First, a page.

This article will provide guidance on the Code of Civil Procedure in Seychelles. In Seychelles, the highest legislation is the Constitution of the Third Republic. Both civil and criminal procedures are based on English common law traditions, and substantive criminal law is likewise codified (in the Criminal Code). The legislative and executive practice also adhere to common law traditions, although the legal system is a mixed jurisdiction legal system with elements of the French Napoleonic Code.

The main difference between Seychelles’ and English legal systems is that Seychelles' civil law is founded on the French Napoleonic Code rather than on case law developments (common law) and follows their code - the Civil Code of Seychelles. This implies that there is no concept of a tort, no trusts, and no contract rules based on common law. Alternate provisions for such situations are included in the Civil Code. Seychelles has a system called delict in lieu of tort, and the code includes its own contract law rules that are comparable to common law but with some key changes. 

Seychelles’ complicated legal system can lead to confusion for individuals who are not acquainted with its laws. Without the assistance of a professional well-versed in Seychelles' local rules and regulations, navigating the country's unusual legal system may be challenging. A private Seychelles process service agency like Undisputed Legal is highly recommended to ensure that legal papers are served per Seychelles' legal requirements.


Seychelles cannot be categorized as either monist or dualist in international law due to the ‘mixed’ character of the jurisdiction. In most cases, the Republic will not be bound by international treaties and accords signed by the president unless and until the National Assembly ratifies them. 

The Supreme Court is not the highest in the land in the traditional sense; rather, it serves as the hub of the legal system and has original jurisdiction over the most weighty civil, criminal, and admiralty cases as well as an appellate authority over lower courts and appellate bodies. The post-1993 Supreme Court inherited the 1964 Courts Act, which grants it all the rights, privileges, and jurisdiction of the English High Court of Justice (including equitable jurisdiction). Except in situations of murder or treason (when it sits with a jury of nine) and constitutional concerns, the Supreme Court hears cases with a single judge (when two or more judges sit together as the Constitutional Court). 

Magistrates and senior magistrates hear first-instance civil and criminal cases, also attorneys, sitting alone within the boundaries of their authority set by law. The Supreme Court may hear appeals from various quasi-judicial administrative tribunals and agencies constituted by statute.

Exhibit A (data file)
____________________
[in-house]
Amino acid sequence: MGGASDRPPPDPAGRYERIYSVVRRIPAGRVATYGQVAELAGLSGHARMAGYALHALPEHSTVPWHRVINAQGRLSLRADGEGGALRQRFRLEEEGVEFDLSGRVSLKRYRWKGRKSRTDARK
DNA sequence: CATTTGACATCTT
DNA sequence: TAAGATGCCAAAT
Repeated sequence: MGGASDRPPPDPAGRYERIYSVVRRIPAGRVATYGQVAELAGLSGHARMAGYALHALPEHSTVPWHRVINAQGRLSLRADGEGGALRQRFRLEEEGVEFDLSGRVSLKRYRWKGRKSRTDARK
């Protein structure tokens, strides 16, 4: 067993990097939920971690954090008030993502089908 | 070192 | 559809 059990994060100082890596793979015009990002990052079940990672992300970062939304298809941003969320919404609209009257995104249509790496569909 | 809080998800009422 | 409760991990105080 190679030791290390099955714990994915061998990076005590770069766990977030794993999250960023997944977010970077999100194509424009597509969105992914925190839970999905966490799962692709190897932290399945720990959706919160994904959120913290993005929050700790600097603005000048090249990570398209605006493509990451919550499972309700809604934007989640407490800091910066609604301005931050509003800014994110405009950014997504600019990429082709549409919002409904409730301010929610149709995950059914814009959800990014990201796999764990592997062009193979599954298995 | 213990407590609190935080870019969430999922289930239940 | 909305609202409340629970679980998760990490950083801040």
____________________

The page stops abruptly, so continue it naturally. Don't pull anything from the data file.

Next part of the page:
As Seychelles has become a hub for international trade, it is not unusual for cross-jurisdiction legal disputes. Regardless of where the parties to a legal dispute may be located, a private process service agency like Undisputed Legal can facilitate quick and accurate service of process. We ensure that your papers comply with the requirements of the originating and the receiving court, especially considering the complexities of the court system in Seychelles. 


The Supreme Court has exclusive jurisdiction over all actions, causes, and civil or commercial law issues. A plant must be submitted to the Registrar to initiate any legal action. A signed complaint is required, which comes from the plaintiff's counsel or the plaintiff themselves, if the suit is filed pro se. The plaintiff must sign every such plant. In addition, the number of copies of the complaint and the notifications of documentary evidence filed by the plaintiff in the register must equal the number of defendants. A private process service agency like Undisputed Legal can be involved to ensure that the complex requirements of your documents are complied with. 

The names and addresses of the parties, the nature of the action, and the relief sought must be included in the register of civil and commercial actions as soon as the Registrar receives the plaint. Each year, these filings will be given a number corresponding to the year the corresponding plant was received.  Any claims made by the Government of Seychelles against any private person will be brought in the name of the Attorney General and should be conducted in the same way as proceedings between private parties. A plant must be filed at the register to initiate the lawsuit.

After the complaint has been filed and entered into the register of civil and commercial suits, the Registrar should issue a summons to each defendant, under the seal of the court and signed by them, directing them to appear in the Supreme Court on the date and at the time specified in the summons to answer the claim. When the party gets a summons, they should receive a copy of the complaint.


A suit is considered to have begun as of the day when the summons to appear with the plant was issued. When scheduling a defendant's appearance, the Registrar must consider the defendant's residence's proximity to the court and any other factors that would make it difficult for the defendant to attend on the scheduled day.

A court appearance date and time cannot be set sooner than forty-eight hours following the issuance of the summons unless the judge has granted the defendant special permission. The phrase ‘By leave of the court’ must appear on the front of the summons whenever such permission is granted. A copy of the summons must be delivered or tendered to the defendant in person, or if they are nowhere to be found, to any member of the defendant's household over the age of sixteen who resides with them or to the defendant's agent or manager at the location where he does business. The integrity and fairness of the judicial system may be preserved with the assistance of a private process service agency like Undisputed Legal. If an impartial third party serves the legal papers, the case is less likely to be damaged by prejudice or mislaid documents.